“Just last week, (about 10 monkeys) came up to our balcony and tried to enter (our home). Luckily, we had the balcony door closed so they couldn’t enter,” she said. She lives on the second floor of the housing block.
“We are near a forested area, so this is just something we have to live with. After all, there’s nothing much we can do.”
Primate researcher Sabrina Jabbar said that human-wildlife conflict in the Punggol East area has been increasing because of human food available for the macaques.
“They are rewarded and motivated by human food that is high in sugar and fat, so they might venture further out into more human estates if it is easily available,” she added.
WHAT TO DO TO AVOID CONFRONTATIONS
Some things residents can do to prevent conflict with the macaques include blocking them from seeing food within their homes, such as using containers that are not transparent and keeping them in cupboards. “When they see food, they will remember and have a mental map of where to find food,” she explained.
Aside from that, residents should ensure that windows are closed, especially during times when the monkeys are known to visit.
“The macaques are drawn to eat flowers, aside from fruits. We’ve also observed them chewing on raw onions and chillis,” she said.
In response to TODAY’s queries, Dr Adrian Loo, group director of wildlife management at the National Parks Board (NParks), said that the number of feedback cases on monkeys in the Punggol East area has not increased from 2021 to 2022, although he did not give exact figures.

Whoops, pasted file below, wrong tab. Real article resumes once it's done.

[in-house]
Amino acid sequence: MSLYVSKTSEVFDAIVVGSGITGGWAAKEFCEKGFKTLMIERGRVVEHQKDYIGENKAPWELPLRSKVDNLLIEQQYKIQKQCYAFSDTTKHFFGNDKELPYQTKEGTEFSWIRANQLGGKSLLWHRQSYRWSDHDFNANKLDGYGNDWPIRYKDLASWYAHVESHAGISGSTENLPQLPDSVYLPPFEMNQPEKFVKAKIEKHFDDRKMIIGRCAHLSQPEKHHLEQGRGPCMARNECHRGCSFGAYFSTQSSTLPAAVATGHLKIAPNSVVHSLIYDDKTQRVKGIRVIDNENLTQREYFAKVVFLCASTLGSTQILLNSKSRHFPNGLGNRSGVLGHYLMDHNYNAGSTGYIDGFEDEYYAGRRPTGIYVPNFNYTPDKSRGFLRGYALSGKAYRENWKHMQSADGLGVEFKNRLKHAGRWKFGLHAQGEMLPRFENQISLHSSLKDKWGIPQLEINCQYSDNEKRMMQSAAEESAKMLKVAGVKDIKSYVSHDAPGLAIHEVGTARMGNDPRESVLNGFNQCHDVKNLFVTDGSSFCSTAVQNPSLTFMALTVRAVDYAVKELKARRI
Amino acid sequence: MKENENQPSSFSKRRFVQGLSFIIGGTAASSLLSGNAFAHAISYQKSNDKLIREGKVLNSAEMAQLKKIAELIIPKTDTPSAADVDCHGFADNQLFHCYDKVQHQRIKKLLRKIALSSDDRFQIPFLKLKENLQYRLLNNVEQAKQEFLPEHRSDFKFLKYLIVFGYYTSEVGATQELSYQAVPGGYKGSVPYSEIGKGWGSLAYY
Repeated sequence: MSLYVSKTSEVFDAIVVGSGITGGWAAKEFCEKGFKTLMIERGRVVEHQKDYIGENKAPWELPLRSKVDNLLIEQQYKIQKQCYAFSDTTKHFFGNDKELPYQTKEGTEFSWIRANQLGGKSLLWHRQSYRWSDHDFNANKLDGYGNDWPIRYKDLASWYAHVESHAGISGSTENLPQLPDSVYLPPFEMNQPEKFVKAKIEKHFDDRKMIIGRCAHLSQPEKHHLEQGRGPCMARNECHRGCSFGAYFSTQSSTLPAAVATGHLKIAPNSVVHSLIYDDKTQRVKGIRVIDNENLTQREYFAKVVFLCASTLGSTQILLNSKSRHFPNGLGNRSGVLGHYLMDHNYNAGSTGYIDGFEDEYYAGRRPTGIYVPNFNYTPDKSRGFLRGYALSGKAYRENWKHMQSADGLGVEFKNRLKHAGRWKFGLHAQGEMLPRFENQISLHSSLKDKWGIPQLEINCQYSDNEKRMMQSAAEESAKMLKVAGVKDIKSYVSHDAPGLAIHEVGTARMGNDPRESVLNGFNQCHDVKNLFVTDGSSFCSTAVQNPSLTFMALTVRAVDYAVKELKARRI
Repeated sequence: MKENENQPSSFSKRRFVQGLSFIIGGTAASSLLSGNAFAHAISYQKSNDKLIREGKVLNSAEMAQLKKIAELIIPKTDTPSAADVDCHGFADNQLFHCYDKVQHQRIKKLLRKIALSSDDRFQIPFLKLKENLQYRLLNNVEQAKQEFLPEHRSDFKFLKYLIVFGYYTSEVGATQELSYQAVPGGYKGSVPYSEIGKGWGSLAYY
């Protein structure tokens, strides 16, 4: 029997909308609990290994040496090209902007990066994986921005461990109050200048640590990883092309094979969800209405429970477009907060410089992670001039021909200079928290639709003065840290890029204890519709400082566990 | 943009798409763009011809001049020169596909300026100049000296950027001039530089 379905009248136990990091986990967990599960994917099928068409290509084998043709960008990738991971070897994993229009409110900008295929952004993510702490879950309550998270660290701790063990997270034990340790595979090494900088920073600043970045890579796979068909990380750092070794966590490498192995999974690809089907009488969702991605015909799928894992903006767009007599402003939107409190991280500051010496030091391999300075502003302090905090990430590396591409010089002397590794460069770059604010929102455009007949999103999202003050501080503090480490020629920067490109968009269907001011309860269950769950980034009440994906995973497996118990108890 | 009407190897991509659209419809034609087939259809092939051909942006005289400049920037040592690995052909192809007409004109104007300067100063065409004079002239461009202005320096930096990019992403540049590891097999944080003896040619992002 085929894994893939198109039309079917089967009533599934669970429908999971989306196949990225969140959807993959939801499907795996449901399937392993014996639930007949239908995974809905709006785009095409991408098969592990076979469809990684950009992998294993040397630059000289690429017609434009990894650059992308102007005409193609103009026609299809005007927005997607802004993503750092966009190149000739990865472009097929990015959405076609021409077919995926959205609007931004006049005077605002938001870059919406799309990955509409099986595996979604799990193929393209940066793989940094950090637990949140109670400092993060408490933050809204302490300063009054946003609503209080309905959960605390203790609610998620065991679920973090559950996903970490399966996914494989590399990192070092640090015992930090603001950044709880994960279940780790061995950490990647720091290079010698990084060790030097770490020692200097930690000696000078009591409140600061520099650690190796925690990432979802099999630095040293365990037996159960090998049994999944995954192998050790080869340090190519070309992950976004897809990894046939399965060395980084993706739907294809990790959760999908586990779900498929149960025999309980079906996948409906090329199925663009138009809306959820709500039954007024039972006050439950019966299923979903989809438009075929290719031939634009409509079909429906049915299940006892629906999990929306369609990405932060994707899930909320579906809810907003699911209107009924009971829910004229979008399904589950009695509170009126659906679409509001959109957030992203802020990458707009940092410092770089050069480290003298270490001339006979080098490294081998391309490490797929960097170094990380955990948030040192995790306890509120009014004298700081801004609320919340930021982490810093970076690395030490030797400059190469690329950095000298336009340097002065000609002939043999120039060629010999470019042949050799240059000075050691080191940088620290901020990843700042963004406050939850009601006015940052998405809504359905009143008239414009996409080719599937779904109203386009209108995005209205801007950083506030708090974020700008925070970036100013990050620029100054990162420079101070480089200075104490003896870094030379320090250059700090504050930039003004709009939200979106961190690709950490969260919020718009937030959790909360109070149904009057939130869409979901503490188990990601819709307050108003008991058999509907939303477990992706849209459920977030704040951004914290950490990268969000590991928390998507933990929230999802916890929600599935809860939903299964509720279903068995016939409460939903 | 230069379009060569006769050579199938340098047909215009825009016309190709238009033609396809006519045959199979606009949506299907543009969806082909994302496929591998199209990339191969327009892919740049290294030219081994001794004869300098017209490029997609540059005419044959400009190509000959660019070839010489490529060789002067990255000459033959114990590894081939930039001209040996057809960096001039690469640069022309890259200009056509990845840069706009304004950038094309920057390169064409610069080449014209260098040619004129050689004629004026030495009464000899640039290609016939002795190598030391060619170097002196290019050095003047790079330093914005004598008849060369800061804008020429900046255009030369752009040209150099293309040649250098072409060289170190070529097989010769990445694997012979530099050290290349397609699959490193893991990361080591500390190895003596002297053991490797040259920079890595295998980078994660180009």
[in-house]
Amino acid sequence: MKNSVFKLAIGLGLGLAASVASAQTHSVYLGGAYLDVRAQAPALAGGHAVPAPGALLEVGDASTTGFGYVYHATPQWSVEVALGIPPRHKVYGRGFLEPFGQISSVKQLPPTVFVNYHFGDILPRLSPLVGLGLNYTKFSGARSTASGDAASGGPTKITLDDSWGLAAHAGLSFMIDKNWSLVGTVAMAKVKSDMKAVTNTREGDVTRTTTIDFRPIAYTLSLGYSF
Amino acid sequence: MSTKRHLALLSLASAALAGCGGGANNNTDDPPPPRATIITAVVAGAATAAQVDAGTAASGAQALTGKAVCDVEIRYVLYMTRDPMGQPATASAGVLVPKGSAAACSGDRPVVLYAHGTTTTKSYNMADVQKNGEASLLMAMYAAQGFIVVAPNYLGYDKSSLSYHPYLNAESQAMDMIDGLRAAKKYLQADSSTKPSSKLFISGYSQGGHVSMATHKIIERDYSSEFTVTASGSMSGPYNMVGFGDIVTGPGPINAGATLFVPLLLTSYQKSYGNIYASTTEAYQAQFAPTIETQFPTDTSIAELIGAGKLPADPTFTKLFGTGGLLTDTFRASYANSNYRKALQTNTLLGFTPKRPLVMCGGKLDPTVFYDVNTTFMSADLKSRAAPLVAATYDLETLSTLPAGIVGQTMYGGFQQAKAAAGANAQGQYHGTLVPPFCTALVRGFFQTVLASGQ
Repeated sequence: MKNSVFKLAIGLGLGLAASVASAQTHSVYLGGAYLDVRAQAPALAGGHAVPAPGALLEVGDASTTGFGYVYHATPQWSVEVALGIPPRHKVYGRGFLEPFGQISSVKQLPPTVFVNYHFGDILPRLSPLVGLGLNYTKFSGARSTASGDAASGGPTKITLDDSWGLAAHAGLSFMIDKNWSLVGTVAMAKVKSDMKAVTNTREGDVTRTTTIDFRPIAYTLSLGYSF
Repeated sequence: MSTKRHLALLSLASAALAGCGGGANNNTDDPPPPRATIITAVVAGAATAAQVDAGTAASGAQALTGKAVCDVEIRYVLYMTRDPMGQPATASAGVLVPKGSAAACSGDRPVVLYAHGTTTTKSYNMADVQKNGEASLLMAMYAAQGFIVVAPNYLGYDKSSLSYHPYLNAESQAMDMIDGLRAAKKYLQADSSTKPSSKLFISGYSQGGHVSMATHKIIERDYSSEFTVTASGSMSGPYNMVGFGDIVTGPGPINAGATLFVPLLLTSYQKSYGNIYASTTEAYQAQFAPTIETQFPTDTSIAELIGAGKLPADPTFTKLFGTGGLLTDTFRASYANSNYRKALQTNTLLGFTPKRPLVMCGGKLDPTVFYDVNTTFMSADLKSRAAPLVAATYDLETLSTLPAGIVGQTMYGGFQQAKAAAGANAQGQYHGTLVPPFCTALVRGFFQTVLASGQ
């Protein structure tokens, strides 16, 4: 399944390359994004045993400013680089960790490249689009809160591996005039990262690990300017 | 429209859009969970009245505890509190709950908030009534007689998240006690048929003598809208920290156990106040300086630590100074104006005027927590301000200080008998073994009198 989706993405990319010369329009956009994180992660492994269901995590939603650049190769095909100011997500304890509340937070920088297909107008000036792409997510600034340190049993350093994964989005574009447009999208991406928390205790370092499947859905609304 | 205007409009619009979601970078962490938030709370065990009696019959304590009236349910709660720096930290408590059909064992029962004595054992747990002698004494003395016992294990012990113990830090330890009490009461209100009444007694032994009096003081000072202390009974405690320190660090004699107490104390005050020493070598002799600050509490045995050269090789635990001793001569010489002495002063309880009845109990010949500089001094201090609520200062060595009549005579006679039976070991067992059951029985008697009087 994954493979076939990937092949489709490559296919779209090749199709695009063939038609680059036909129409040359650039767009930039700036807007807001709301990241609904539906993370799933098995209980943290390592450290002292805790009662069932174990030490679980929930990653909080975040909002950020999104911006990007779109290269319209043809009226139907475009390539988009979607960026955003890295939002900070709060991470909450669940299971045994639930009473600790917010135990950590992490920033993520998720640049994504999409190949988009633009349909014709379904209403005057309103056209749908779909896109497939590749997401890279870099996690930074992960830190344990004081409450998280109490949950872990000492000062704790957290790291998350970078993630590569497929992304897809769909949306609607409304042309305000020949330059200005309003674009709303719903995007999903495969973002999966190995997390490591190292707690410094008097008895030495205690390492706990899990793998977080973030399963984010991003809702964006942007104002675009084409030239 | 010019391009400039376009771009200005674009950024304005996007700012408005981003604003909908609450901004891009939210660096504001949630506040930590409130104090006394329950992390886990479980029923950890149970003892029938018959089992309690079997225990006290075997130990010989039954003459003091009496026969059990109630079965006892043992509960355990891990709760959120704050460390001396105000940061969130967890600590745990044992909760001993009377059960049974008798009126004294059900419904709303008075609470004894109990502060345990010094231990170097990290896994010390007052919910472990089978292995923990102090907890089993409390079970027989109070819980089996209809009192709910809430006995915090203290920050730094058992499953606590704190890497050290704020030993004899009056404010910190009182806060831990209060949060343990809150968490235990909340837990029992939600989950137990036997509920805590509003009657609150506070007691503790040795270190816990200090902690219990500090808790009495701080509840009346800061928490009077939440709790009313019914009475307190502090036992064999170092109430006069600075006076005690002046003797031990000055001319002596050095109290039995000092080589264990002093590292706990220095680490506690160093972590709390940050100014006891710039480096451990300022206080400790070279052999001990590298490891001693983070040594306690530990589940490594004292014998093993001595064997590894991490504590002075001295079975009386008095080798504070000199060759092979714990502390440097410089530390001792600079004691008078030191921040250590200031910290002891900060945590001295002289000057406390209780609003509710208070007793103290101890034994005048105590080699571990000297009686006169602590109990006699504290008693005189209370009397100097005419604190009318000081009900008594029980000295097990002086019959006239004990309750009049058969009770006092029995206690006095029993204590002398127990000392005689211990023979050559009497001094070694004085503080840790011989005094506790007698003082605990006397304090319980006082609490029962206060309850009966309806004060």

“In the case of managing long-tailed macaques, science-based population management options include habitat modification, carrying out studies to understand the population ecology, managing the movement of macaques, and relocation,” he said.
“In areas where macaque encounters occur often, mitigation measures such as making human food less available are used.”
For example, NParks enforce action against people feeding wildlife, ensures proper waste disposal, harvests fruit trees and installs monkey-proof fittings. It also does monkey guarding, which guides monkeys towards forested areas by blocking their approach.
The agency is also studying long-term population measures such as sterilisation, which “will be implemented when suitable”.
Dr Loo said that feeding the macaques causes the animals to associate humans with food, resulting in assertive behaviours such as grabbing plastic bags and food containers and becoming habituated to humans.
Feeding the primates also affects the agency’s macaque management efforts, and is an offence under the Wildlife Act.
Anyone caught feeding monkeys is liable to a fine of up to S$5,000 for a first offence, and a maximum fine of S$10,000 for a second or subsequent offence.
“NParks would like to advise the public to appreciate and respect wildlife in our 'City in Nature' from afar and avoid disrupting their natural behaviours,” Dr Loo said.
If approached by a macaque, he advised: “Remain calm and quiet and do not make any sudden movements or maintain eye contact with them. Instead, look away and back off slowly. Keep away from the area until they have left.”
Members of the public may call the 24-hour Animal Response Centre at 1800-476-1600 for wildlife-related issues.
Related topicsmonkey Punggol East human-wildlife conflict NParks Punggol Macaque wildlife